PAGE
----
The grumbling growl of gravel trucks is posed to drown out the peaceful sounds of nature along scenic Highway 33 near Ojai, pending protests from local community members.

Several residents of the Ojai and Cuyama Valleys are upset over the possible approval of three new sand and gravel mines proposed for the Cuyama River Valley and fear that the increased mine activity will result in a major increase of traffic on State Scenic Highway 33, which winds its way through Los Padres National Forest.

Both Santa Barbara County and Ventura County planning and development offices are accepting comments on the environmental impact reports of two of the mines and will ultimately decide whether or not to approve the plans.

Jeff Kuyper, the director of the Los Padres ForestWatch, said he is concerned about an additional flow of gravel trucks heading through the forest. LPFW is an organization dedicated to preserving the forest, which stretches from the Big Sur coast to the Sespe wildlands, from damage caused by oil drilling, illegal off-road vehicles, unmanaged livestock grazing, logging and other resource extraction.

“Peace and quiet and the prospect of more gravel trucks rumbling down the highway just don’t go together,” Kuyper said. “We have concerns about the truck traffic that already exists, so we have grave concerns about adding hundreds more.”

Diamond Rock Mine, the largest of the three proposed mines, is the first up for a permit. A recently released Environmental Impact Report states that the mine could result in an additional 138 trucks a day on Highway 33. This would be in addition to the estimated 118 trucks that already pass through the forest on a daily basis. If all three mines are approved, the resulting traffic could be over 500 truck trips a day.

Cherisse Troesh, who acts as the permit expeditor for Troesh Material Inc., the company responsible for the Diamond Rock Mine, said the economic benefits outweigh the complaints against the project. She said Highway 33 is a state highway, and one of its primary purposes is to move goods across the state.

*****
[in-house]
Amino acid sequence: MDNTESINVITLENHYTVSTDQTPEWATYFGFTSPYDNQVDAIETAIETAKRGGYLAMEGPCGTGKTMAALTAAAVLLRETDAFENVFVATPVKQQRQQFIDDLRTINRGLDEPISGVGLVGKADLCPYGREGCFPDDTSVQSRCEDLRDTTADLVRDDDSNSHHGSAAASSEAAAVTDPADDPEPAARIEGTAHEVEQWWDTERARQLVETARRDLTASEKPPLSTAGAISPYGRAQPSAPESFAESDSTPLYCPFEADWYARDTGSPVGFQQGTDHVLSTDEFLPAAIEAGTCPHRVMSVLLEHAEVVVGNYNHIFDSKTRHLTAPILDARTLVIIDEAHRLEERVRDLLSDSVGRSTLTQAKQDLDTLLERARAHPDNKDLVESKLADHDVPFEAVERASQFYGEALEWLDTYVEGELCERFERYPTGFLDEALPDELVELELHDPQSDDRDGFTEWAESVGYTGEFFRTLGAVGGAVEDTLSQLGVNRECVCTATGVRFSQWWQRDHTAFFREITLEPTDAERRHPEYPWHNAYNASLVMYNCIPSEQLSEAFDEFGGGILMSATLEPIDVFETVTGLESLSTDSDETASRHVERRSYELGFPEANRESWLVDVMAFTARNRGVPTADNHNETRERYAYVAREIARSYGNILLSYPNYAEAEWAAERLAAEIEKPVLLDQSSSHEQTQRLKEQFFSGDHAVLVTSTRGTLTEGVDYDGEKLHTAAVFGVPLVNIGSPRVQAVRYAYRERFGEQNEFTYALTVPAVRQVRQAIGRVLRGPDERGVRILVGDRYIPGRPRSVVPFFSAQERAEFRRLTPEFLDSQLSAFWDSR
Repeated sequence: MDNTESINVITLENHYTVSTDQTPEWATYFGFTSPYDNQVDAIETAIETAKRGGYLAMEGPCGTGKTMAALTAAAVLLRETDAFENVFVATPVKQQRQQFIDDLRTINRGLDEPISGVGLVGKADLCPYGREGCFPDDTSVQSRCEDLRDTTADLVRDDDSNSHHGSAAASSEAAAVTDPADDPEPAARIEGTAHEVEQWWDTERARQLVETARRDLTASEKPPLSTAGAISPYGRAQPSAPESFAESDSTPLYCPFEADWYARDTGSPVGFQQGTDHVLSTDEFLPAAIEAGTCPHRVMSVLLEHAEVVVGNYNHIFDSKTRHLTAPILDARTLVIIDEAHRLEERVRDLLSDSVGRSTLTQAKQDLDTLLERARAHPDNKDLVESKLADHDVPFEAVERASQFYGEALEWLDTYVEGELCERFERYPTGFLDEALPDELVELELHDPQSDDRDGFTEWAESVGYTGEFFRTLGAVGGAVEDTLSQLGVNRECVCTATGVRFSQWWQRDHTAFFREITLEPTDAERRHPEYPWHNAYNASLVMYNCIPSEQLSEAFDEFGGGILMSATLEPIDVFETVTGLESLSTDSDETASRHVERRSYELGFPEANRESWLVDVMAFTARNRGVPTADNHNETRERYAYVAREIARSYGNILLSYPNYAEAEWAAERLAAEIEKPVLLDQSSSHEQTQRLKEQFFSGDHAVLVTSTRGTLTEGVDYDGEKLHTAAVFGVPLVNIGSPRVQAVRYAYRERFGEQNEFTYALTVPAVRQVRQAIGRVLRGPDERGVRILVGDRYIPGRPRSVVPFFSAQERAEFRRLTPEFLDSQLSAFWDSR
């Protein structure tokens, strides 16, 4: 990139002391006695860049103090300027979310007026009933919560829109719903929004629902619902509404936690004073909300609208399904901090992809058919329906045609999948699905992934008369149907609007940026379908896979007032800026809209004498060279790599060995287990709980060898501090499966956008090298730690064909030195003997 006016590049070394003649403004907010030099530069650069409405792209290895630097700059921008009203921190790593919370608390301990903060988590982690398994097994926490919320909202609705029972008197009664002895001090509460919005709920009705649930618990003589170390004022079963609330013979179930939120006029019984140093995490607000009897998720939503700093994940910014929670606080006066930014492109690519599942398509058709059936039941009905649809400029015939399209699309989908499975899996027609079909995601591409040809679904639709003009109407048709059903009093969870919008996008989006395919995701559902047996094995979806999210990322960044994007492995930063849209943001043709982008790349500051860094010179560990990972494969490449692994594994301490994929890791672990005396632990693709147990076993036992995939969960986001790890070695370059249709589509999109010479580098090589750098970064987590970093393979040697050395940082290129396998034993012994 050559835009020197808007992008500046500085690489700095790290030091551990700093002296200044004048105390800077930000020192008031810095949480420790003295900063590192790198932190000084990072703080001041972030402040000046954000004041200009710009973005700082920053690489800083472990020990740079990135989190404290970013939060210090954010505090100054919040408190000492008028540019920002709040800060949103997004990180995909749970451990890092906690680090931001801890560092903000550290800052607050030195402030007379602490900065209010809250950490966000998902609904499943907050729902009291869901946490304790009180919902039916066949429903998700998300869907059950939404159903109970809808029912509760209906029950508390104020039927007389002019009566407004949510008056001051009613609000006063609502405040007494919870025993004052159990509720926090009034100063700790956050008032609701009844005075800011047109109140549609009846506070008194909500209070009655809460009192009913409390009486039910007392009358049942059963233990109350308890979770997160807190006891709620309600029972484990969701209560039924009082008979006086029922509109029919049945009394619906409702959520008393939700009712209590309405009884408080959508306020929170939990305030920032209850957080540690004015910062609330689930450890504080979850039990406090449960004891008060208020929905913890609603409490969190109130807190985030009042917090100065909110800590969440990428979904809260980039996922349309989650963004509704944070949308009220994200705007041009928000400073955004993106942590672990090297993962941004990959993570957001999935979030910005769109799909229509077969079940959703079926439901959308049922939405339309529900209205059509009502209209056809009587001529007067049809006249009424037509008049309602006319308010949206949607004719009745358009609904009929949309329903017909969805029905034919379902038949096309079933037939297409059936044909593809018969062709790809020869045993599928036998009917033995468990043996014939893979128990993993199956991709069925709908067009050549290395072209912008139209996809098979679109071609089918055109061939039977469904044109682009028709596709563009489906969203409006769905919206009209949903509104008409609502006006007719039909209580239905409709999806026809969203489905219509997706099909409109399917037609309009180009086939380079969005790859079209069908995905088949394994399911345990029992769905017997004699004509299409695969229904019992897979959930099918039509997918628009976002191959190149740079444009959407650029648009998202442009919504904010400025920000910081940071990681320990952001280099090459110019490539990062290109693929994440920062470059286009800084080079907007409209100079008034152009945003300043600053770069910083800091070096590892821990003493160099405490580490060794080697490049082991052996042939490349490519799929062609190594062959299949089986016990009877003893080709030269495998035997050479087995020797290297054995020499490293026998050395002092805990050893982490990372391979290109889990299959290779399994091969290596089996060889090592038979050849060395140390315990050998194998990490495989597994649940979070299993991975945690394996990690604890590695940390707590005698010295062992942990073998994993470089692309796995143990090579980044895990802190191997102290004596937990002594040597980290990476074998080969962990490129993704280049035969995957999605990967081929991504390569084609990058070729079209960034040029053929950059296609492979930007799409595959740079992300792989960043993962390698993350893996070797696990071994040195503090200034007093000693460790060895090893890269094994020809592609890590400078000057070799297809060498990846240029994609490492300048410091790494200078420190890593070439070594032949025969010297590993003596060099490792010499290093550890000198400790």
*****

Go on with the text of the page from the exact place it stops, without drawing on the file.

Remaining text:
“What is most important is the economic benefits received for a relatively poor local community in Cuyama,” Troesh said. “It’s frustrating that residents of Ojai – where impact is minimal – are causing such problems.”

The stretch of highway in question, which connects Ojai to Cuyama, is a state-approved scenic highway, as well as one of only four National Forest Scenic Byways in Southern California. It acts as the primary entrance into Los Padres National Forest, providing access to numerous trailheads and three federally protected wilderness areas.

Local community members were given a 45-day public review period after the release of the EIR earlier last month. While the majority of potentially affected residents live in Ventura County, the Diamond Rock Mine will potentially be located in Santa Barbara County, a fact that has resulted in a substantial flow of letters and complaints to the County of Santa Barbara Planning Dept., as well as at numerous town hall meetings in Ojai and Cuyama.

City officials in Ojai announced their absolute and unanimous opposition to the mining projects in a letter to the Santa Barbara County Planning Dept., stating that it would produce serious impacts to the health and welfare of their residents with no offsetting benefits.

Opponents of the mine fear that the increased truck traffic will reduce not only the aesthetic qualities of the forest but also the safety of its many visitors, since many of the trailheads and camping grounds are located directly next to the narrow highway.

“We take great pride in our community efforts to keep our home in Ventura County safe and aware of the constant threat of progress that so often knocks on the door,” Pam Murphy, a resident of Ojai for the past 15 years, said. “We are absolutely against [the proposed mines], as it would destroy the delicate balance that is already a huge problem, both with traffic and air quality.”

In addition, there is a 12-mile stretch of highway that runs along the Sespe Creek. The creek has been recommended by the National Forest Service for protection under the Wild and Scenic Rivers Act, the highest environmental protection a river can receive. How increased truck traffic will affect this process or vice versa is unknown, but Kuyper said he feels that at the very least, the trucks will complicate the efforts to protect the creek.